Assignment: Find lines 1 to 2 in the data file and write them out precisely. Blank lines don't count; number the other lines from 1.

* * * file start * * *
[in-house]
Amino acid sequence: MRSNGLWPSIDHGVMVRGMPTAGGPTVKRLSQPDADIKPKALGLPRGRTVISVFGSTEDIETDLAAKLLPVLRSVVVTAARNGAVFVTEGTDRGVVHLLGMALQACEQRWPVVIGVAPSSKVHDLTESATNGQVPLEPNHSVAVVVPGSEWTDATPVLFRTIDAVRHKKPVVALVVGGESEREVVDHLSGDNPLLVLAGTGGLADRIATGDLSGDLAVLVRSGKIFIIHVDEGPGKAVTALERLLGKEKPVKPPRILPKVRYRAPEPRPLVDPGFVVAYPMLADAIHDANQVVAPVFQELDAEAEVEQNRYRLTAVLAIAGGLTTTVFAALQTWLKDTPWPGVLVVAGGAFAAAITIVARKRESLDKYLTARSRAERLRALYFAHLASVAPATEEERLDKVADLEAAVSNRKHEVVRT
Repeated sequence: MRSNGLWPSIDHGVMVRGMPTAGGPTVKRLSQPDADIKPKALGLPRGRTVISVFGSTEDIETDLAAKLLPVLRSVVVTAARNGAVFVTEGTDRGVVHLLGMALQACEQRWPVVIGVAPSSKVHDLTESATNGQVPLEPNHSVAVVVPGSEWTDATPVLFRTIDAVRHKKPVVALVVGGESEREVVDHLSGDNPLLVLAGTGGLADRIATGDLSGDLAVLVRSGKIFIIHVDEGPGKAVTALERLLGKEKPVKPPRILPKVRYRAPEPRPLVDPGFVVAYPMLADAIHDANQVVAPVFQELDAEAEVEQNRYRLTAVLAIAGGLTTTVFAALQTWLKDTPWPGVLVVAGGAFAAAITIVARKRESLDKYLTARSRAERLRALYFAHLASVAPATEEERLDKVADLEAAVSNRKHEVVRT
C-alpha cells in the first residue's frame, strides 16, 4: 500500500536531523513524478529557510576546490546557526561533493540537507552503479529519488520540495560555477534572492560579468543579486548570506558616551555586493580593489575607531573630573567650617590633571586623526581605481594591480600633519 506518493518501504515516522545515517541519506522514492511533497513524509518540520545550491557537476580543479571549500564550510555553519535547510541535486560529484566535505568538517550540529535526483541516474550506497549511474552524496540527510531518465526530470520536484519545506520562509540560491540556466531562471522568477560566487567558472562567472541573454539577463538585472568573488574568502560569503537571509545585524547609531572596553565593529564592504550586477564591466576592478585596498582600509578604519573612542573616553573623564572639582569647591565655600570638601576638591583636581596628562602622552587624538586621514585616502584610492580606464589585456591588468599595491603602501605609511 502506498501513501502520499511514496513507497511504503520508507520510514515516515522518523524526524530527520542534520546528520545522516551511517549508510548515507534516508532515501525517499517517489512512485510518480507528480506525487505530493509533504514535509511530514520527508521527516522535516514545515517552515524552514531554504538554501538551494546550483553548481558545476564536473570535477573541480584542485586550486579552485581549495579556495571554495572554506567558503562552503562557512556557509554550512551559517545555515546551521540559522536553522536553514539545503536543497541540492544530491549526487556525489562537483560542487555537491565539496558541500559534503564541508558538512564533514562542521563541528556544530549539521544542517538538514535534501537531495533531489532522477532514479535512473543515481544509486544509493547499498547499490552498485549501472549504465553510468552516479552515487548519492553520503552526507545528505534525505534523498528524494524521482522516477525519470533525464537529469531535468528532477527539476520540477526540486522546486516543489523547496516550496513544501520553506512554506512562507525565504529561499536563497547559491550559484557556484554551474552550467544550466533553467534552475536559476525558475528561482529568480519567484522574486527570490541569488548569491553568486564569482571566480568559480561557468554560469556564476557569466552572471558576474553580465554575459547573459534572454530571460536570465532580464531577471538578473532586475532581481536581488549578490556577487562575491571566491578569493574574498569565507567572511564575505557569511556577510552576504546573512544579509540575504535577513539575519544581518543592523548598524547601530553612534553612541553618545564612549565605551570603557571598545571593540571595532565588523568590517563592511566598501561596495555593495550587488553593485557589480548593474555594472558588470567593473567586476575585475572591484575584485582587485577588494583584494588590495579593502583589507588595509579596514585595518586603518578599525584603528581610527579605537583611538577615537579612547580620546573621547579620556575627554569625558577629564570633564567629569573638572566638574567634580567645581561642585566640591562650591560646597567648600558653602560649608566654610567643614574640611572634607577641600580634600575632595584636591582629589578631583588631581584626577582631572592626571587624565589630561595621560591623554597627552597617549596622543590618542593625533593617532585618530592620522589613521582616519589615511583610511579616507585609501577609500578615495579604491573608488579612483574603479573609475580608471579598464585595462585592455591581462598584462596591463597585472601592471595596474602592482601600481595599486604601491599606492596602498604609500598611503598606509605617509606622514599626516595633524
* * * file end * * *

[in-house]
Amino acid sequence: MRSNGLWPSIDHGVMVRGMPTAGGPTVKRLSQPDADIKPKALGLPRGRTVISVFGSTEDIETDLAAKLLPVLRSVVVTAARNGAVFVTEGTDRGVVHLLGMALQACEQRWPVVIGVAPSSKVHDLTESATNGQVPLEPNHSVAVVVPGSEWTDATPVLFRTIDAVRHKKPVVALVVGGESEREVVDHLSGDNPLLVLAGTGGLADRIATGDLSGDLAVLVRSGKIFIIHVDEGPGKAVTALERLLGKEKPVKPPRILPKVRYRAPEPRPLVDPGFVVAYPMLADAIHDANQVVAPVFQELDAEAEVEQNRYRLTAVLAIAGGLTTTVFAALQTWLKDTPWPGVLVVAGGAFAAAITIVARKRESLDKYLTARSRAERLRALYFAHLASVAPATEEERLDKVADLEAAVSNRKHEVVRT